One outrage after another. Obama’s recent defense of DOMA leaves a bad taste in the mouth. I won’t continue, I may start to blub again if I do, and I don’t feel like being smug anyway. Claiming that banning Gay Marriage is good for the federal budget, and then invoking incest and pedophilia does not warrant comments that aren’t X rated in nature, and this is a family blog.

But while I’m at it, I want to talk about something that I won’t be scoring any points for. In fact, I’m likely going to get Hell for this, but it needs to be said, and Little Isis can’t be polite and sweet all the the time when she has something to say.

It’s like this: since Bam’s victory in the General Election, there has been talk of “The Obama Generation.” Voters of my age group who tended to vote for him have been dubbed “Obama’s Youth Army.”

Well, for one thing, that sounds so militant. Who wants to be part of a “Youth Army?” Can you say cheesy? Besides, that is a loaded phrase with violent imagery, and I detest violence.

But I digress.

Thankfully, all this talk of “The Obama Generation” and “The Obama Era,” is dying down. Sadly, not because of the incredible corniness of those phrases, but because of what a disappointment my Generation’s alleged savior is turning out to be, only five or six months into his administration.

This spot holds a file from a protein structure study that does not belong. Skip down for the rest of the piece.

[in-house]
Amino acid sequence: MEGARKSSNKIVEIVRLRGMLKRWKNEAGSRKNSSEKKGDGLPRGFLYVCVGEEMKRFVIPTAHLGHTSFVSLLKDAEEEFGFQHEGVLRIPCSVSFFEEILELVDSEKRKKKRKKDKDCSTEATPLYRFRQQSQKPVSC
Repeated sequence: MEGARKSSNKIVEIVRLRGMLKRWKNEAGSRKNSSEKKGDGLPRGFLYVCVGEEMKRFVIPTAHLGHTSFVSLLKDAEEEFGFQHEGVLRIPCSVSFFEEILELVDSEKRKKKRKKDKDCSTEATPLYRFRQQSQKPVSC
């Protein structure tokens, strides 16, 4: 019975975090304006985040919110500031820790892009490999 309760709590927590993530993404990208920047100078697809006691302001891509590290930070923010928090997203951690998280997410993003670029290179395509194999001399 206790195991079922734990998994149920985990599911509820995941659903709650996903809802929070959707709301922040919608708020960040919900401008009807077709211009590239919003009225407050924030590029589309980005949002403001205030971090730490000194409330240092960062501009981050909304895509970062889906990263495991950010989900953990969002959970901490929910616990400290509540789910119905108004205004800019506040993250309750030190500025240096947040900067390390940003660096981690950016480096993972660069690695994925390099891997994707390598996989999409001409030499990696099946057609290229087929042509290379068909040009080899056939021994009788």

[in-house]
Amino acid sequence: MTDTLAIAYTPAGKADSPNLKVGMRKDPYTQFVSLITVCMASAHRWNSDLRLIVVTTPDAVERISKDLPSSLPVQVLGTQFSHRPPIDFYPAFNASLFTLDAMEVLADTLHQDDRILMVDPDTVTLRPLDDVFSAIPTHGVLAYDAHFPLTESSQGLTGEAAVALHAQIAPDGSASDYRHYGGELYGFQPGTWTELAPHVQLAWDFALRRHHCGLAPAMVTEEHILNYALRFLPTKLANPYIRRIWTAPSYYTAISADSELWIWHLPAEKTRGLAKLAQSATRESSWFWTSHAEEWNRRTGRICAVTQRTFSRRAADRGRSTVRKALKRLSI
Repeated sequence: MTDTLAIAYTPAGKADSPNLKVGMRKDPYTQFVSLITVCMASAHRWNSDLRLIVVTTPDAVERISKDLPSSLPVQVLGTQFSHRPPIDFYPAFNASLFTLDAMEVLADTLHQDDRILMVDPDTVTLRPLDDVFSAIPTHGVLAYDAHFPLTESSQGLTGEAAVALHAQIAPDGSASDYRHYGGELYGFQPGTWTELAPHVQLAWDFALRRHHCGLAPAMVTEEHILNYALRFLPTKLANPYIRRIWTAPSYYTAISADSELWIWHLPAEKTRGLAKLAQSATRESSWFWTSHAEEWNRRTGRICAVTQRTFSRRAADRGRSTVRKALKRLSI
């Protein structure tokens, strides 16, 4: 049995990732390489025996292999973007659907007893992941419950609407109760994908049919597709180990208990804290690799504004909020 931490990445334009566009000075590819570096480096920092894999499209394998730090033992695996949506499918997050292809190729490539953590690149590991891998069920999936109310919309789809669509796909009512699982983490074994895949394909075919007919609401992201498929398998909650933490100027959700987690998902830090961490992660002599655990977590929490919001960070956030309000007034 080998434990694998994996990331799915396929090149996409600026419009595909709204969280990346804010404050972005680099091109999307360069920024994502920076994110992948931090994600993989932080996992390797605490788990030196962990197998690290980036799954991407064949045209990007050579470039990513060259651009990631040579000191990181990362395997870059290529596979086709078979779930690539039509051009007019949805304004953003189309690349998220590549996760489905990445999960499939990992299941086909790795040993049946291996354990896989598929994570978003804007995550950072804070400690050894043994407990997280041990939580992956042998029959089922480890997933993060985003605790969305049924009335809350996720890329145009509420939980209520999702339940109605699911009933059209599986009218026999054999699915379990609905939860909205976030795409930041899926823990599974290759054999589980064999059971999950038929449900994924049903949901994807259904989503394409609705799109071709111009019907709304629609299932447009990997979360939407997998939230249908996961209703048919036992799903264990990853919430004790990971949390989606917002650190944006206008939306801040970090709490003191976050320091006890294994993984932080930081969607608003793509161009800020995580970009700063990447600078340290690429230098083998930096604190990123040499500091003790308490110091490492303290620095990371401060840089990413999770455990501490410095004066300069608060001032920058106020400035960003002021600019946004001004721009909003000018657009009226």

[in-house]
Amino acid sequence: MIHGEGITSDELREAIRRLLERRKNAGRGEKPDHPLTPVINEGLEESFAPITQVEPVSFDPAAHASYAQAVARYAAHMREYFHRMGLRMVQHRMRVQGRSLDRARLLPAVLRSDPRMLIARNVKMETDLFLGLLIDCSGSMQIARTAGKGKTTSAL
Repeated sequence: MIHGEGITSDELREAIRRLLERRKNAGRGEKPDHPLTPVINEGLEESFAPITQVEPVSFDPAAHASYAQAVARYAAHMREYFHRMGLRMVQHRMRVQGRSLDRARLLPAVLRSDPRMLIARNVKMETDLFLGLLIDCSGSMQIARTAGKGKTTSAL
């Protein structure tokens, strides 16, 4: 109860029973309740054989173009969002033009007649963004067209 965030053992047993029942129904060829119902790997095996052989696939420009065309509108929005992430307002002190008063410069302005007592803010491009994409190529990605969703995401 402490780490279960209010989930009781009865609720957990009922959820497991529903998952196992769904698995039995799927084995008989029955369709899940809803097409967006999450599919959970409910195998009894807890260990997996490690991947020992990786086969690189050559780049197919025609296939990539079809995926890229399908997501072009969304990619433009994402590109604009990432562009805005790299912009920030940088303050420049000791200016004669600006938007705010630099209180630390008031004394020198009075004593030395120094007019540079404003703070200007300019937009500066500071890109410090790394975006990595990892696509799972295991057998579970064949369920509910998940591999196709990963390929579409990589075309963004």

That’s the thing about Demi-Gods. They’re just human narcissists who are full of themselves, and the messianic imagery gets old after a while. My female friends who voted for the Chosen One will no doubt abandon their “Chocolate Fudge Sunday” in favor of the next big thing when it is no longer cool to like him. It’s like having a boyfriend who is great at first, because he’s, you know, so cocky and good looking. But then eventually you just cannot stand the sight of his smug mug anymore, because every time he opens his mouth to utter something stupid you must resist the urge to backhand him.

No see, there is a point. Since all this talk of “Youth Armies” and “Obama Generations” and “Obama Nightlights” and “Obama Thongs” and “Obama Midnight Movies,” there has been a trend among … people of a certain age group, I guess, to put the blame of Obama on us, that is to say, my generation.

Well, I take issue with that. (Note: I am not referring to most of the commenters here in this post. I have noted that you are all mature adults, and good parents to boot, and you seem to have a strong enough sense of history to realize it is a little more complicated than that.)

Continue reading

In the Dust of the World Trade Center

We can’t help remembering:

On September 9, 2001 I made reservations for an October trip to New York City. If I’d waited a couple of days I would have undoubtedly cancelled my trip. As it was my stepson and I spent the first 2 weeks of October 2001 in NYC.

While my other visits sort of blend together my memories of that visit stand alone. For one thing cars and other vehicles didn’t casually honk. When people saw me taking pictures, they talked to me. Asked me where I was from, “Did the rest of the country care.” And often (as when we took the Staten Island Ferry) cried with us as many of us saw the city’s new skyline for the first time: Continue reading